junho 26, 2014
«Naquele tempo, disse Jesus aos seus discípulos: «Se Me amardes, guardareis os meus mandamentos. E Eu pedirei ao Pai, que vos dará outro Paráclito, para estar sempre convosco. Ele é o Espírito da verdade, que o mundo não pode receber, porque não O vê nem O conhece, mas que vós conheceis, porque habita convosco e está em vós. Não vos deixarei orfãos: voltarei para junto de vós. Daqui a pouco o mundo já não Me verá, mas vós ver-Me-eis, porque Eu vivo e vós vivereis. Nesse dia reconhecereis que Eu estou no Pai e que vós estais em Mim e Eu em vós. Se alguém aceita os meus mandamentos e os cumpre, esse realmente Me ama. E quem Me ama será amado por meu Pai e Eu amá-lo-ei e manifestar-Me-ei a ele.» (Jo 14, 15-21)
junho 21, 2014
Flat as the table
It’s placed on.
Nothing moves beneath it
and it seeks no outlet.
Above – my human breath
creates no stirring air
and leaves its total surface
Its plains, valleys are always green,
uplands, mountains are yellow and brown,
while seas, oceans remain a kindly blue
beside the tattered shores.
Everything here is small, near accessible.
I can press volcanoes with my fingertip,
stroke the poles without thick mittens,
I can with a simple glance
encompass every desert
with the river lying just beside it.
A few trees stand for ancient forests,
you couldn’t lose your way among them.
In the east and west,
above and below the equator –
quiet like pins dropping,
and in every black pinprick
people keep on living.
Mass graves and sudden ruins
are out of the picture.
Nations’ borders are barely visible
as if they wavered – to be or not.
I like maps, because they lie.
Because they give no access to the vicious truth.
Because great-heartedly, good-naturedly
they spread before me a world
not of this world.
Wislawa Szymborska, in ‘The New Yorker, April 14, 2014
(translated from the Polish, by Clare Cavanagh)
junho 19, 2014
As horas que emolduram, com um brando
lavor o doce olhar em que se habita,
hão-de tiranizá-lo, desfeando
o que de sublimarem tinham dita.
O tempo sem descanso leva o verão
ao terrível inverno e os mistura:
a seiva com geada, a folha ao chão,
nudez geral e neve em formusura.
Não destilasse o verão algum proveito,
líquido prisioneiro em vidro posto,
passava co’a beleza o seu efeito:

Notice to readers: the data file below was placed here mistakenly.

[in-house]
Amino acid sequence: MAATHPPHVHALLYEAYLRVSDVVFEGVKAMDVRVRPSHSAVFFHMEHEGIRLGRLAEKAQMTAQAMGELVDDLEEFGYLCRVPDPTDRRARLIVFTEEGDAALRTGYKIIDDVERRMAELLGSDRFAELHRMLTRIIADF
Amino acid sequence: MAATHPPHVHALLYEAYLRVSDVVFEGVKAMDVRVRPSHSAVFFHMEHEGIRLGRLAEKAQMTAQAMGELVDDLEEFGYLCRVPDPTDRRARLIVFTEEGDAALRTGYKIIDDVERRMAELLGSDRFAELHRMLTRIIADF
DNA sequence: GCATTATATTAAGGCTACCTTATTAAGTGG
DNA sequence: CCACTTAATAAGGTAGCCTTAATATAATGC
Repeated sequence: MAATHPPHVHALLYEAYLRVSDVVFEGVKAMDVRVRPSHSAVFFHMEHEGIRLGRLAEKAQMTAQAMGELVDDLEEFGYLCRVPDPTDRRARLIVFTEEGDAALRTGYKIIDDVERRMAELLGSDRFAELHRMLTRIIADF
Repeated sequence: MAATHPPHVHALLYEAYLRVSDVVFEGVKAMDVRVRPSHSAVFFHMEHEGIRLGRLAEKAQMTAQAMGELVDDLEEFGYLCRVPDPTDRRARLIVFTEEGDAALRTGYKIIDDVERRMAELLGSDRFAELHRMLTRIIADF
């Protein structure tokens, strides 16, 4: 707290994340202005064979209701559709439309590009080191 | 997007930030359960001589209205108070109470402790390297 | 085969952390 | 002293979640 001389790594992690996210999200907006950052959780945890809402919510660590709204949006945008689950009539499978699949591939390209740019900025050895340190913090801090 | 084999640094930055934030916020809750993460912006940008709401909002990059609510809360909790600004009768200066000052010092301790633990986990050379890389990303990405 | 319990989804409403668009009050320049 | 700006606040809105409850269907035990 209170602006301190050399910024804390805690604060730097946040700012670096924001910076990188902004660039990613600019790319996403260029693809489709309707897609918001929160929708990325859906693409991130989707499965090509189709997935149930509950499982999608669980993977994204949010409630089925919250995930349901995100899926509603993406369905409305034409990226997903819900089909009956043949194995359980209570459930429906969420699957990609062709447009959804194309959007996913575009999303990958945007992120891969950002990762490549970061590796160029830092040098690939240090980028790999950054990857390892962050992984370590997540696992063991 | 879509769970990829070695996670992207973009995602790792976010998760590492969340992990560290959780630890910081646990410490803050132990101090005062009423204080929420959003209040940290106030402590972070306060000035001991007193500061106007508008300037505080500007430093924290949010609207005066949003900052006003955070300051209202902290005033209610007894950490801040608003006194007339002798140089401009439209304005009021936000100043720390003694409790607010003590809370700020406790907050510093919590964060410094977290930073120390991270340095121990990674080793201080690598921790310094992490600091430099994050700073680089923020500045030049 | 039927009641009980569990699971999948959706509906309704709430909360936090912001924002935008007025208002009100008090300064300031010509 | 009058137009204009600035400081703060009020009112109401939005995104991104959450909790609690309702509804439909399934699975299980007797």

nem ele nem lembrança de seu gosto.
No inverno, destilada e só fragrância,
a flor, perdida a forma, é só substância.
Shakespeare, Sonetos, trad.
Vasco Graça-Moura, Bertrand, 2002, p.21
junho 12, 2014
«There is one thing a professor can be absolutely certain of: almost every student entering the university believes, or says he believes, that truth is relative. If this belief is put to the test, one can count on the students' reaction: they will be uncomprehending. That anyone should regard the proposition as not self-evident astonishes them, as though he were calling into question 2 + 2 = 4 . These are things you don't think about. The students' backgrounds are as various as America can provide. Some are religious, some atheists; some are to the Left, some to the Right; some intend to be scientists, some humanists or professionals or businessmen; some are poor, some rich. They are unified only in their relativism and in their allegiance to equality. And the two are related in a moral intention.
The relativity of truth is not a theoretical insight but a moral postulate, the condition of a free society, or so they see it. They have all been equipped with this framework early on, and it is the modern replacement for the inalienable natural rights that used to be the traditional American grounds for a free society. That it is a moral issue for students is revealed by the character of their response when challenged—a combination of disbelief and indignation: "Are you an absolutist?," the only alternative they know, uttered in the same tone as "Are you a monarchist?" or "Do you really believe in witches?" This latter leads into the indignation, for someone who believes in witches might well be a witchhunter or a Salem judge.
The danger they have been taught to fear from absolutism is not error but intolerance. Relativism is necessary to openness; and this is the virtue, the only virtue, which all primary education for more than fifty years has dedicated itself to inculcating. Openness and the relativism that makes it the only plausible stance in the face of various claims to truth and various ways of life and kinds of human beings —is the great insight of our times. The true believer is the real danger.
The study of history and of culture teaches that all the world was mad in the past; men always thought they were right, and that led to wars, persecutions, slavery, xenophobia, racism, and chauvinism. The point is not to correct the mistakes and really be right; rather it is not to think you are right at all.»